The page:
I am amidst the recruiting season for engineering PhD programs. Fortunately, I have made it to the interview stage for some (YAY!). I have been reading a lot about how crucial fit is to a person's success in a program. I am stuck wondering how can you ascertain fit when you are on campus only one day. In the program's I applied to you are admitted to the group not the program.

These recruitment events are the only face time I will have and given the itinerary pacing, my free time will be limited. I also assume it is unlikely I will get a senior student to open up to a complete stranger nor is it feasible to directly ask the PI what is the real culture of the lab.

So my question is what are good strategies to make the most of my time on campus?

  • 3
    Talk to the professor regarding their expectations of students. Talk to the students about what the professor's expectations of them are. If those don't line up, that's worth noting, and it'll probably give a good sense of what the culture is like in the lab. Along the same lines, try talking to the students outside of the lab if possible (i.e., grab a drink at the local watering hole, have dinner with them, etc.)
    – tonysdg
    Jan 5, 2017 at 22:24
  • 1
    I removed the "key questions" part because we already have Q&As on that. See this answer and linked questions, this answer and linked questions, this question, this question, this question.
    – ff524
    Jan 5, 2017 at 22:37
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    try talking to the students outside of the lab if possible — Let me say this more strongly. Talk to the students with no faculty present. Full stop. If the lab/department hasn't already set up a private meeting with the students, ask for one. If the faculty object, run like the wind!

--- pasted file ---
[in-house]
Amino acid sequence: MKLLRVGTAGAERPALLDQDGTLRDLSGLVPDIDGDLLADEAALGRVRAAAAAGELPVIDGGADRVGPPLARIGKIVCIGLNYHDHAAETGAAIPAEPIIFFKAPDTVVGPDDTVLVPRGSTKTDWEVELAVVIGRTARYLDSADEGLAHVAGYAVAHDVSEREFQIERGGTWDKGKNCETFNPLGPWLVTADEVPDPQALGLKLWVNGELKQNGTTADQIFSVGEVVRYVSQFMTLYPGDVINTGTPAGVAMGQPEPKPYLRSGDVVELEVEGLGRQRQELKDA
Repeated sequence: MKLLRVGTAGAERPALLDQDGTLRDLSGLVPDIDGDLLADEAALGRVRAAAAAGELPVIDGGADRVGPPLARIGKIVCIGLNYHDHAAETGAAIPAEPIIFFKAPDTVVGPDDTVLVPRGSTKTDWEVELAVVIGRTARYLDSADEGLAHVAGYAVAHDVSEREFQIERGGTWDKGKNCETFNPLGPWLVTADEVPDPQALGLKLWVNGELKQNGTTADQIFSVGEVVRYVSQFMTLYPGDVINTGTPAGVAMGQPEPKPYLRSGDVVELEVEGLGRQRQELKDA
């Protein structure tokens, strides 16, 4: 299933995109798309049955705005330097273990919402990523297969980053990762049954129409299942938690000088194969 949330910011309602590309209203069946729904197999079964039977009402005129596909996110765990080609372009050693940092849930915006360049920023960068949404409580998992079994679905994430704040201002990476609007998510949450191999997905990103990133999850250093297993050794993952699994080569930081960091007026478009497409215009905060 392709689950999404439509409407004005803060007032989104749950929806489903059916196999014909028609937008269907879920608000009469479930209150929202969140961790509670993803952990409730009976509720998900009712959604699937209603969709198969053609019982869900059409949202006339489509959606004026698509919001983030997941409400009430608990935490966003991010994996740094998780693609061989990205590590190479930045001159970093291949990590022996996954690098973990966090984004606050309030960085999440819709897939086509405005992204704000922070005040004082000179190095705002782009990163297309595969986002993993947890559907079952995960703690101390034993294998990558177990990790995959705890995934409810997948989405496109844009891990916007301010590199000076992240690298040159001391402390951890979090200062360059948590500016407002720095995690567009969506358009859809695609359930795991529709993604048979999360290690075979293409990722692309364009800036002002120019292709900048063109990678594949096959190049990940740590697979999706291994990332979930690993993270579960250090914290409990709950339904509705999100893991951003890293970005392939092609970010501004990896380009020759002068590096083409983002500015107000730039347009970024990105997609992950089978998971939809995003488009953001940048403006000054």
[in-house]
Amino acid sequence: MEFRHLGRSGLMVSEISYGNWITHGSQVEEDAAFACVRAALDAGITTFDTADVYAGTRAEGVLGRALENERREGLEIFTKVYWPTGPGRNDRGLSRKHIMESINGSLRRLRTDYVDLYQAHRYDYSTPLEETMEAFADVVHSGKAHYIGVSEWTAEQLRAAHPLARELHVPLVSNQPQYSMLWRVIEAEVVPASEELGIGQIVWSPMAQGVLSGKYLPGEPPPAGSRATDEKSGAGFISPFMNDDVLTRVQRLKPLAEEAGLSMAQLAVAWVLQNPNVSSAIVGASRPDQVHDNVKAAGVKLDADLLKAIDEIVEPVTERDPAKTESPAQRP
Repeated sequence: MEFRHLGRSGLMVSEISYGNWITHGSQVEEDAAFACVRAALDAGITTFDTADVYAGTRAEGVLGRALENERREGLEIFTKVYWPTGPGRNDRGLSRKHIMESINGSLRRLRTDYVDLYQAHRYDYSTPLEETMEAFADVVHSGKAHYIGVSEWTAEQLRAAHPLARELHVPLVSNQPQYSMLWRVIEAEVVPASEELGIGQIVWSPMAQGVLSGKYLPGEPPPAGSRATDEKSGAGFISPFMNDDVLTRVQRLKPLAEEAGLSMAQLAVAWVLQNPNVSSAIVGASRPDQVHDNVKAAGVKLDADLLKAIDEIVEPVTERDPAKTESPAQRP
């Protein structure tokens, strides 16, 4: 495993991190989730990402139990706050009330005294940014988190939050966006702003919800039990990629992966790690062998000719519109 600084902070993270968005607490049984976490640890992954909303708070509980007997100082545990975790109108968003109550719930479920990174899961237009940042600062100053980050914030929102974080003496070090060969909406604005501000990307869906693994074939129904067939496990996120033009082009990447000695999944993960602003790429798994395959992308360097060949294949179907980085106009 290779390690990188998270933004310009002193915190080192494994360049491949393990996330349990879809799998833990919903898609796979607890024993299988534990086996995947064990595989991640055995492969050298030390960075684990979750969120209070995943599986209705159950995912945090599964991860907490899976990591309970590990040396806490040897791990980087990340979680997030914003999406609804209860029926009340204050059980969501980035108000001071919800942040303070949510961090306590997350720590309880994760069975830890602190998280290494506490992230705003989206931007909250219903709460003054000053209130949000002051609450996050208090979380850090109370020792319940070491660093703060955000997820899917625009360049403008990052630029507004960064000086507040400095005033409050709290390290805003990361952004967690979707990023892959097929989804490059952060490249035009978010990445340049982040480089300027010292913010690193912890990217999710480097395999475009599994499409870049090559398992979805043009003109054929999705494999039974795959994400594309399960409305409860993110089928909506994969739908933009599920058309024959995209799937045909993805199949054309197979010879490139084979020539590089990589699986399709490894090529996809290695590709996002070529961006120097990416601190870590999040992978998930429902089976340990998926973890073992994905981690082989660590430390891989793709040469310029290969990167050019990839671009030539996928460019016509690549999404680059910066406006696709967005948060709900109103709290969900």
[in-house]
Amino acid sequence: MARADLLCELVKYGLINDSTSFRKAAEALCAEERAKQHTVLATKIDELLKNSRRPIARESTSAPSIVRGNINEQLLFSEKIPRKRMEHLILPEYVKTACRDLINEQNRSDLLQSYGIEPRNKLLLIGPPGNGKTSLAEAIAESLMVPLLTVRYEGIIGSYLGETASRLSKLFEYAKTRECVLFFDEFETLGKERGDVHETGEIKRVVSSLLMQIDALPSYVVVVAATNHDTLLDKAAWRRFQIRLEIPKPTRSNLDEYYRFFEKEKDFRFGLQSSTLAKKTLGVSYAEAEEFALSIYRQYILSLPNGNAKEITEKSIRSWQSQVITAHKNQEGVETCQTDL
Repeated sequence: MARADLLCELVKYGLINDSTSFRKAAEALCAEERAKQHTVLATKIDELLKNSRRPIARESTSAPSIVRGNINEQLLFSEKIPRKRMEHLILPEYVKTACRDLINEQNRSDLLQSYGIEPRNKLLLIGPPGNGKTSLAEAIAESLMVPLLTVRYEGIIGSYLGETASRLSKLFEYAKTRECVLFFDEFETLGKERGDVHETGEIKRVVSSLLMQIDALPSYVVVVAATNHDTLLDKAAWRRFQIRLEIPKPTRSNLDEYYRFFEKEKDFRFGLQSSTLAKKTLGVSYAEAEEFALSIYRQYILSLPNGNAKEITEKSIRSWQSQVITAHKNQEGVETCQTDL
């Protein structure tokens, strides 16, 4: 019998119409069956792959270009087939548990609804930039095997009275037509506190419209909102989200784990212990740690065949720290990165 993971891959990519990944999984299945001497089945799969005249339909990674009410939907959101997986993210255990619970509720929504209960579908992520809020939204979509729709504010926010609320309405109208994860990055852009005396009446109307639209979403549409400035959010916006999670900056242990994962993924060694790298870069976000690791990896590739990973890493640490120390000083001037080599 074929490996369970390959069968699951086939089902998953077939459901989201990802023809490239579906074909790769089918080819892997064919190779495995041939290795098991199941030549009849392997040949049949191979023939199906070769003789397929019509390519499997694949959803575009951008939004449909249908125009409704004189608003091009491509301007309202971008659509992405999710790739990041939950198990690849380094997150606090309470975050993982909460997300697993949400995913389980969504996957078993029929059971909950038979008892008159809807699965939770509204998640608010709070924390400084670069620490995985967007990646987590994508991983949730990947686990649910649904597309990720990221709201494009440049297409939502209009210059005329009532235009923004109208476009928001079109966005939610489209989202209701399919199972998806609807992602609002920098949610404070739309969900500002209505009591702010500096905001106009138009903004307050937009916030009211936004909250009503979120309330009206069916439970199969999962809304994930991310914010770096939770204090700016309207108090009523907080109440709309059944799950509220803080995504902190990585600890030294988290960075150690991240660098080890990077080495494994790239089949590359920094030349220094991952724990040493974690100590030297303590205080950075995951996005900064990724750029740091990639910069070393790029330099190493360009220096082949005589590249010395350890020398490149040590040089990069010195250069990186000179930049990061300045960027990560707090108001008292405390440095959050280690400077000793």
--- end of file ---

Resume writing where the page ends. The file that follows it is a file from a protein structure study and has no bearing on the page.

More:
– JeffE
    Jan 6, 2017 at 2:59
  • @JeffE I like that approach I will have to try. I am nervous since I scared myself to death reading horror stories. I need to get this choice right! Jan 6, 2017 at 3:08

1 Answer 1


I second @ff524's comment about the "key questions". Not all of them are equally applicable to each person, so decide what fits your situation the best.

Plan ahead, and try to memorize a few questions you want to ask.

Here are a few tips:

  • Talk to the grads in that research group.
  • Talk to the faculty leading that research group.
  • Talk to the postdocs in that research group.
  • Talk to other faculty in that department (but in other research groups).
  • Try to observe interactions between grads and their advisors, if possible.

What you want to elucidate is the following:

  • What are the expectations in terms of balancing fun/health/classes/research? Does your potential advisor appreciate friends/family, or is he/she more work-oriented?
  • What's the expectation in terms of hours/week worked? Does that seem reasonable compared to other research groups?
  • Do people in the group seem to get along with each other? (If not, that's a sign that there could be drama.) Do you think you could get along with the people there?
  • Are people -- especially grads -- competing with each other for funding? This can put a strain on interpersonal relationships, unfortunately.
  • Are people -- especially the faculty and/or senior grads or postdocs -- looking out for their own interests or for those of others (particularly yours)? In other words, will they be on your side and look out for you?
  • Are people only interested in their own work, or do they show an interest in your abilities? Do they show an interest in you as a person -- beyond your academic capabilities?
  • Does your potential advisor seem to appreciate his/her students?

If you're feeling really gutsy, you could ask a few more direct questions, but be careful.

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